If you love the idea of a giant pig in a swim suit, a host of mush-zombie like creatures with a special emphasis on the pronunciation of the letter ‘s’, plus a host of other eccentric characters battling for the possession of ancient magic amidst the underground rivers of London’s sewage system, then The Secret City of Rivers is a book you will not want to miss.
Hyacinth is the heroine of this new novel by Jacob Sager Weinstein, in which she finds that there is far more to her new home town of London than she had bargained for. Having left the USA with her mum reluctantly to start a new life, Hyacinth finds herself unable to fit in and misses her large family left behind in Illinois. The downstairs neighbour, Lady Roslyn, seems just as eccentric as the rest of her surroundings, especially the annoying bathroom tap, that has two faucets which do not mix hot and cold together. When Hyacinth find some plumbing tools she takes matters into her own hands and tries to fix the taps, only to find that London’s plumbing has some very magical elements to it, as she is swept up into an underground journey of potentially very ‘smelly’ proportions.
Jacob Sager Weinstein is known for his comedy and screen writing, and brings some comedic flair to his first children’s novel – there are some laugh out loud moments for kids, who will love the idea of a pig that communicates with elaborately written notes, or the bumbling ‘Saltpetre men’ who stumble around menacingly. Hyacinth herself is a great character, armed with witty insights and mostly no clue about what she is up against, her determination to rescue her mother from the Saltpetre men grows with every new challenge she has to undertake. And then of course, there are the sewers themselves – at times toilet-humour funny, at other times unimaginably icky, the setting of the sewers is an interesting one, bound to be more appealing to children than to their parents.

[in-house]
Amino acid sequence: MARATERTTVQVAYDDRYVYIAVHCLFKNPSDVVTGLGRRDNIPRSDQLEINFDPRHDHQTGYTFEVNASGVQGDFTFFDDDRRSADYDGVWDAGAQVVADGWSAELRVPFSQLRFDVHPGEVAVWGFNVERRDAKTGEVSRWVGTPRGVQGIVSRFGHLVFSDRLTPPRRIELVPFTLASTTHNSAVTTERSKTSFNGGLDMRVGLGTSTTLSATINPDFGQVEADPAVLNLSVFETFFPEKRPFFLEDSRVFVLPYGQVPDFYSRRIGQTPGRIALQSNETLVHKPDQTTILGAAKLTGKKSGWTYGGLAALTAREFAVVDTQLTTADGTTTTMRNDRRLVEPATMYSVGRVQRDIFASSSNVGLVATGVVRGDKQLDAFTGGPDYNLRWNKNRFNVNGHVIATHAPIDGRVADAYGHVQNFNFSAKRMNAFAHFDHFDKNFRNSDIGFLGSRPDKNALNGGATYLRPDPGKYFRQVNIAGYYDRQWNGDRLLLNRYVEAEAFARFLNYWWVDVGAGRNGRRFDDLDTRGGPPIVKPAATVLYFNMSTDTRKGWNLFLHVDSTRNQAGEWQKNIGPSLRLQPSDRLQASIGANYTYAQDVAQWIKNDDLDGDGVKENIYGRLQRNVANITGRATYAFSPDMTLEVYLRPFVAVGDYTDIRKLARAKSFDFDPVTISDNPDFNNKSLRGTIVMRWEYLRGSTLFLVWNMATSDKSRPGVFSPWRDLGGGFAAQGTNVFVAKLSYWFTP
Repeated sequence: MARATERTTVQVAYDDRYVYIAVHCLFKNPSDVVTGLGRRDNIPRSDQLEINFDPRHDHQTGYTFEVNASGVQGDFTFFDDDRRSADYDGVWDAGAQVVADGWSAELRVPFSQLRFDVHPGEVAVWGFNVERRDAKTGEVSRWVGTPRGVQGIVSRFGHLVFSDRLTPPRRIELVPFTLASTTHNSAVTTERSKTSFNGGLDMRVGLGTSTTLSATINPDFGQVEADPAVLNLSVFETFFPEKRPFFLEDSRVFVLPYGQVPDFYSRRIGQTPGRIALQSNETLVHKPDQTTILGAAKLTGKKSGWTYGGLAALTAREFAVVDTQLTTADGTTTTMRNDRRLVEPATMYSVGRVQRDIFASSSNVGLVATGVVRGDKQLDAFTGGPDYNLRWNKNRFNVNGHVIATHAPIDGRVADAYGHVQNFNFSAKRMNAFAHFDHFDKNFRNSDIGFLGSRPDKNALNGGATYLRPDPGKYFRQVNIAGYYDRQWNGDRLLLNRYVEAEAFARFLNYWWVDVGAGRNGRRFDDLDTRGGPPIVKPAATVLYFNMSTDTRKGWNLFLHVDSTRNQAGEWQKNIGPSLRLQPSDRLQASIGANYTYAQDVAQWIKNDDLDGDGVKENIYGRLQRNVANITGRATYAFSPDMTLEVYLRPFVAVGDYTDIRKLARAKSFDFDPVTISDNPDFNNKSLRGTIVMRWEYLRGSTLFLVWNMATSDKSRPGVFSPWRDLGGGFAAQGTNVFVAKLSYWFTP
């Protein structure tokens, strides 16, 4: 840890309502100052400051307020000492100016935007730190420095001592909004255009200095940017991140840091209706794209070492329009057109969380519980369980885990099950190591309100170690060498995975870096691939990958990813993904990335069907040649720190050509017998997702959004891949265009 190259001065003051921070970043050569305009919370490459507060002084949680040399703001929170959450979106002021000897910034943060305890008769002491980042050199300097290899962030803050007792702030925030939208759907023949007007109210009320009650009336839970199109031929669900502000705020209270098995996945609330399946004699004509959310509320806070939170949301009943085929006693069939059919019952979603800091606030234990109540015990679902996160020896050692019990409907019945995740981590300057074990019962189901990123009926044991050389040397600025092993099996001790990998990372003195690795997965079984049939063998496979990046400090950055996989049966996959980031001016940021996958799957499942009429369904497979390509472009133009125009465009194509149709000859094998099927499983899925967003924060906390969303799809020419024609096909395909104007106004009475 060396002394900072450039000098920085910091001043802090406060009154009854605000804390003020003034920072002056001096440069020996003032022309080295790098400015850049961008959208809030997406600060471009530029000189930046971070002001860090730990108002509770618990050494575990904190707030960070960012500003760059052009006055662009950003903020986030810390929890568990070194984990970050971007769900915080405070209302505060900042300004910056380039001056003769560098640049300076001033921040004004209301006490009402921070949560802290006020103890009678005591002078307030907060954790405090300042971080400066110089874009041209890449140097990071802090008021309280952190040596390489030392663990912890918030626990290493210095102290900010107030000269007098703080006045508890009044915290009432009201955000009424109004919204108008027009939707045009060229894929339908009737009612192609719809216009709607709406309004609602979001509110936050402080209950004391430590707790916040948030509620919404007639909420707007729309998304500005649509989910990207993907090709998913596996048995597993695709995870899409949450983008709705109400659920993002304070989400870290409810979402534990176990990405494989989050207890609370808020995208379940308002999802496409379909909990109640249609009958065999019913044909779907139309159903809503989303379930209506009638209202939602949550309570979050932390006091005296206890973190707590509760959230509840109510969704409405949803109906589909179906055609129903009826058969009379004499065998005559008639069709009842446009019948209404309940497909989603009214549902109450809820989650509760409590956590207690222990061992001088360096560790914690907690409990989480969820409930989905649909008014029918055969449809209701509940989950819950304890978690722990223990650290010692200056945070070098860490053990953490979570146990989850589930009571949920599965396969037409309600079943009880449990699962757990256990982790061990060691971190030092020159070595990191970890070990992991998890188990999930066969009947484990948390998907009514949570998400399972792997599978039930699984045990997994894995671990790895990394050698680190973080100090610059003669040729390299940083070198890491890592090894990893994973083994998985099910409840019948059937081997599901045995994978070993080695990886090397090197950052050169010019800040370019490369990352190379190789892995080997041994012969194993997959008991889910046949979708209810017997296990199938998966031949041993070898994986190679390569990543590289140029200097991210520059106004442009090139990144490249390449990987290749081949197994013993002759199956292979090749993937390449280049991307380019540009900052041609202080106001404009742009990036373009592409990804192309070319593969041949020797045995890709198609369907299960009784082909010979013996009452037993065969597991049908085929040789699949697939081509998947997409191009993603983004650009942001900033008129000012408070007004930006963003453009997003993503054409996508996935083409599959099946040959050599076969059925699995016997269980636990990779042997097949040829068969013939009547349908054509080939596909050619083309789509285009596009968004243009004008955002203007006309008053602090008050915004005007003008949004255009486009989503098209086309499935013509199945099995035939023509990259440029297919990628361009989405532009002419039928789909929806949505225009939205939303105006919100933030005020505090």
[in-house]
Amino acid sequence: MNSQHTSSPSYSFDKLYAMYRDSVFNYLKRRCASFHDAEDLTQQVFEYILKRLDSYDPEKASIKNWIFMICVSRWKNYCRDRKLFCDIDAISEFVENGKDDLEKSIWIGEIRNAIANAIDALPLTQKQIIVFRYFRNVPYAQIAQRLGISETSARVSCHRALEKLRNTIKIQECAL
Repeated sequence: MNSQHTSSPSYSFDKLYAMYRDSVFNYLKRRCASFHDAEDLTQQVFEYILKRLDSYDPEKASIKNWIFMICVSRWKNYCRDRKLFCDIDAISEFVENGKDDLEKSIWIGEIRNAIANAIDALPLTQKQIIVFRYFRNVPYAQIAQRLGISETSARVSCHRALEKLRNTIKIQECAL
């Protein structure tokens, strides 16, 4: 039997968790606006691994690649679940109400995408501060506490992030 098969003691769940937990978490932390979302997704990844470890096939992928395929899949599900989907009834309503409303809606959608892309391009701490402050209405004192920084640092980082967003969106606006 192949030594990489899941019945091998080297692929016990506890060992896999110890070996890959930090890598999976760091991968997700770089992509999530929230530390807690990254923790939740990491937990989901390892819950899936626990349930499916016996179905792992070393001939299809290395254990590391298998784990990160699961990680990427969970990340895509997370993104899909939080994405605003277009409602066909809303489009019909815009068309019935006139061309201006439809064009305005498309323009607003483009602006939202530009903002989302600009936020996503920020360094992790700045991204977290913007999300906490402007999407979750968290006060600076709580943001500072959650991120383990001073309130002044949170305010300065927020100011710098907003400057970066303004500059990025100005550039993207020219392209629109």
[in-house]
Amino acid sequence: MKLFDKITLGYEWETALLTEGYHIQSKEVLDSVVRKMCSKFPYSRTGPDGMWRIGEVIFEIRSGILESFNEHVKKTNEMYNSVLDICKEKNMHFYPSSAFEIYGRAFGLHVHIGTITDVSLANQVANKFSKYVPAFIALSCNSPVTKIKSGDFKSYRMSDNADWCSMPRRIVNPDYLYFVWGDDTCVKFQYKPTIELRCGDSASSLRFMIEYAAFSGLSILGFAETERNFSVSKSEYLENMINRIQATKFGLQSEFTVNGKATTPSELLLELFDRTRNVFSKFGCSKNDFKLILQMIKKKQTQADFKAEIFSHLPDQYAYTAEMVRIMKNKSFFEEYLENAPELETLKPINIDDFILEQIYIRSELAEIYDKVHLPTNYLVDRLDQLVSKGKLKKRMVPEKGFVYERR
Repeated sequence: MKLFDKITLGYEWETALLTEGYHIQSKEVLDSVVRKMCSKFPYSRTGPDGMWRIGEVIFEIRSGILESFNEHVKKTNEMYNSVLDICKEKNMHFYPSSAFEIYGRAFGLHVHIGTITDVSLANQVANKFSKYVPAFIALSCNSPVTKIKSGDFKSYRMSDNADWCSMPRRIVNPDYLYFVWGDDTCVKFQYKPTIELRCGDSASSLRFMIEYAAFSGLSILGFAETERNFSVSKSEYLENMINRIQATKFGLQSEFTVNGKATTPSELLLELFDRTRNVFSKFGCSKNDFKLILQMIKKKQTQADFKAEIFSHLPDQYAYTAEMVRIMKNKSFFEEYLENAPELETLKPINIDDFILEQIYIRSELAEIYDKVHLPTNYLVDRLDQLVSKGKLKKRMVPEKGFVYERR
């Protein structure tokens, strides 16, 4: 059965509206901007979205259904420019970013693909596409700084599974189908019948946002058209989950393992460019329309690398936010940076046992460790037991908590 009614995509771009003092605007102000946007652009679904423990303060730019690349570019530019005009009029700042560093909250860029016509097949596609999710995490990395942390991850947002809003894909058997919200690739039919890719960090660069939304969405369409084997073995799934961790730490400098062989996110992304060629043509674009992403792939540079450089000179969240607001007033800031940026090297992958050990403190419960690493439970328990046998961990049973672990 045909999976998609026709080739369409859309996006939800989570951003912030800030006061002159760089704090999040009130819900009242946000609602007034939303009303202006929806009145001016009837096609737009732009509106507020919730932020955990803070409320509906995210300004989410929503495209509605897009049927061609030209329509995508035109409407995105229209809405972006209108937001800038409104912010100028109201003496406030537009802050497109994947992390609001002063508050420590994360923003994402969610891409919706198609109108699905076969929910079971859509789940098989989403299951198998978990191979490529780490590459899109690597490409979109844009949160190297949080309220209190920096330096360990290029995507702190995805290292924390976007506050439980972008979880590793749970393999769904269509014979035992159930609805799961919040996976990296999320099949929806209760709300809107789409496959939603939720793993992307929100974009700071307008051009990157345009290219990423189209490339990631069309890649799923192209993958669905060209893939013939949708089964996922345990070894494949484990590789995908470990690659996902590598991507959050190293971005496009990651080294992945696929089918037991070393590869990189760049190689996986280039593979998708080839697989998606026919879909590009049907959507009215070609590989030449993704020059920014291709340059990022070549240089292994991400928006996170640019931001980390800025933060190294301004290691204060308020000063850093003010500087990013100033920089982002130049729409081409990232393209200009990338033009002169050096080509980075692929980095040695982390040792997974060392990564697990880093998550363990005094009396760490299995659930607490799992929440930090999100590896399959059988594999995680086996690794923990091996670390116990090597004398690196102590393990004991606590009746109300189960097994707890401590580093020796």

The storyline ducks in and out of crazy predicaments and narrow escapes, and despite the occasional clunky-ness that impedes the story flowing as smoothly as the underground sewers themselves, there is a good sense of suspense that young readers will enjoy. The idea of a vast underground aquatic terrain is actually based on some real facts about London’s rivers flowing beneath the streets of that big city. At the end of the book the author explains some of the rivers and the landmarks that are described in the book, which is fascinating in its own right.
The City of Secret Rivers is the first in a series on Hyacinth aimed at primary to intermediate school readers. The end of this first installment signals that there are still many untold stories of magic within London’s history – after reading this first novel, there will surely be many young readers waiting to see what Hyacinth does next